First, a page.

After an initial assessment, a social worker may offer continuing behavioral health services to a patient depending on their needs.  As a part of an interdisciplinary medical team, social workers will work collaboratively with other providers to identify and address issues that need continuing support.

What’s Their Educational Background?
Social workers in health care settings typically have a master’s degree in social work.  To provide clinical care, they must be licensed with the state’s department of health.


By providing psychosocial assessments, social workers can identify challenges and support a patient as they navigate the health care system.  The insights from a medical social worker can help patients achieve better outcomes.

Healthcare Social Workers. United States Department of Labor: Bureau of Labor Statistics, 30 March 2016, Accessed February 10, 2017.
Medical Social Work. Wikipedia, 7 December 2016, Accessed February 11, 2017.
Social Workers. United States Department of Labor: Bureau of Labor Statistics, 17 December 2015, Accessed February 11, 2017.
Social Work Profession. National Association of Social Workers, Accessed February 11, 2017.

Streamline Your Referral Process

Effective patient care relies on a patient’s referrals between primary and specialty care. Primary care Photo credit www.ccPix.comproviders refer patients out to specialists for their help identifying an appropriate care plan. Specialists may refer patients between disciplines for further assistance with the patient’s care. Since referrals between providers facilitate a patient moving between medical disciplines, healthcare organizations should have strong referral process. Below are some broad questions to help create a referral process that will work well for your organization.

What are the limitations around referrals?

Start with the first step of the process. Identify how your organization can receive referrals. Many organizations accept faxed or mailed referrals. Some also accept referrals within a shared electronic medical records system.

Clinically, identify which conditions your providers can see and which ones they cannot. While this is a simple step, it helps staff identify misdirected or inappropriate referrals. Also consider any exclusions to receiving care in your clinic. Does the patient need to meet any clinical standards to be seen by one of your providers? Also, consider if there are any questionnaires, tests, or imaging that a patient needs to complete before being scheduled.

What information do we need about the patient in order to process this referral?

When a referral has complete information, staff can better triage the referral and contact the patient.

Obtaining required private health information helps to ensure that the patient’s first appointment is beneficial. Recognizing these requirements early in the referral process will help clinical staff explain what information is needed prior to beginning of their care.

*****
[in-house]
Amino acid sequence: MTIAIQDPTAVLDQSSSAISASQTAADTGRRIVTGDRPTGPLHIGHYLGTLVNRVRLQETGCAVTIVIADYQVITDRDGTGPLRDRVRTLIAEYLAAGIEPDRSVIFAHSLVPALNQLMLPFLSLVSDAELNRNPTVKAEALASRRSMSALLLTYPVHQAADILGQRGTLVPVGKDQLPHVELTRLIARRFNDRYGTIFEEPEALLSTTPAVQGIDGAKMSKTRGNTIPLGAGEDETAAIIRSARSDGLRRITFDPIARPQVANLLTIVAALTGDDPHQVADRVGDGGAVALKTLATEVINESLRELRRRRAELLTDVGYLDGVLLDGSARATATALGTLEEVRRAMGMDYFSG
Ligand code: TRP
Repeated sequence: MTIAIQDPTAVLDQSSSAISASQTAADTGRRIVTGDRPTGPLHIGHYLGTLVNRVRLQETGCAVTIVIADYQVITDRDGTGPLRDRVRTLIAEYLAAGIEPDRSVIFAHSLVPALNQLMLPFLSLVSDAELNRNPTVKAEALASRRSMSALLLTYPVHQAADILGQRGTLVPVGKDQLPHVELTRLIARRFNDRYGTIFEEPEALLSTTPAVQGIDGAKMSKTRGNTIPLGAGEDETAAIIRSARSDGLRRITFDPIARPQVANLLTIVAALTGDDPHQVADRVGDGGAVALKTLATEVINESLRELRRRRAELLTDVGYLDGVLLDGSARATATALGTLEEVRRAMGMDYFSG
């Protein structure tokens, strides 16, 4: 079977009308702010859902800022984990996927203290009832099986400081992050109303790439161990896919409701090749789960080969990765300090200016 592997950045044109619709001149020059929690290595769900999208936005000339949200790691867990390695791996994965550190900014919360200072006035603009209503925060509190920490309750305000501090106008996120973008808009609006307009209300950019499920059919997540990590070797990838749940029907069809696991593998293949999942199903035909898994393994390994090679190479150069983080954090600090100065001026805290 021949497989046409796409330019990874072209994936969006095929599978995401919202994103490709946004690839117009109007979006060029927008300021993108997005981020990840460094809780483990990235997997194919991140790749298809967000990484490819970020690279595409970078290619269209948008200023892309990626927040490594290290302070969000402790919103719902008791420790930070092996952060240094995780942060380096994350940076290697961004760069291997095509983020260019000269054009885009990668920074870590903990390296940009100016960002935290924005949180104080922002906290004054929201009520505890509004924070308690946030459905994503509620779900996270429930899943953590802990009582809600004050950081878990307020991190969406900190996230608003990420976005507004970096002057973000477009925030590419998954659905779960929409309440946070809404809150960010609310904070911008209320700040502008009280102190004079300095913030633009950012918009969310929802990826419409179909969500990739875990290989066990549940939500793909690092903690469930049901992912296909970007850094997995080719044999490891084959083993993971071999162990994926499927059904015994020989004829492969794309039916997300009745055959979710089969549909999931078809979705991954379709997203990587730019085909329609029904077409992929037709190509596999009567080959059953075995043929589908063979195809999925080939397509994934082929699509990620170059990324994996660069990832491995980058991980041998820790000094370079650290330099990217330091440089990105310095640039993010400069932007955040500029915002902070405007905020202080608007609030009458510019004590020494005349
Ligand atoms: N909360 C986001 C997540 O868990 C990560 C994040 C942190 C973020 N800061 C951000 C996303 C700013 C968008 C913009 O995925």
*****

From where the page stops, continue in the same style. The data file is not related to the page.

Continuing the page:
What about insurance?

Insurance is a tricky topic. After all, each healthcare organization negotiates their own contracts with different insurance companies. To avoid future complications, it is important that a patient’s insurance be identified during the referral process. Including this information will help staff identify if the patient’s insurance is contracted—or what additional payment options are. Staff should be aware of all potential payment options so that they can give patients correct information while scheduling.

Healthcare leaders can strengthen their organizational referral process by identifying referral limitations, information, and insurance requirements. Then leaders should share it with their front line staff. Specific answers will vary depending on organizational needs. Yet considering and sharing these answers will help staff quickly triage the referral and contact the patient.


Community Highlight: Sunnyside

Tucked in Yakima County, Sunnyside is a city with 6.63 square miles and a unique history.  The name “Sunnyside” was borrowed from a nearby canal project.  When they named the town, residents also believed that the Sunnyside Canal would help irrigate the surrounding area.  Unfortunately, the project was pulled after the 1893 economic crash.

Around the same time period, the German Baptist Progressive Brethren chose Sunnyside as the new location for their Christian colony.  After buying the town’s development company, they put morality clauses into the deed of every piece of land that they sold.  The city was officially incorporated into Washington state in September 1902.

Located in central Washington, Sunnyside is 177 miles southeast of Seattle and 225 miles southwest of Spokane.  Sunnyside is also 181 miles northeast of Portland.

The 2010 U.S. Census listed 15,858 residents living in Sunnyside. 2015 population estimates indicate that the population is closer to 16,325.
Sunnyside has a unique cold desert climate. During the summer, Sunnyside is warm and dry. Average summer temperatures range from the mid-40s to the low 90s.  Winter temperatures are dry and cold.  Average winter temperatures range from the low 20s to the low 40s.  Regardless of the season, the city averages 1 inch of precipitation per month (or 12 inches per year.)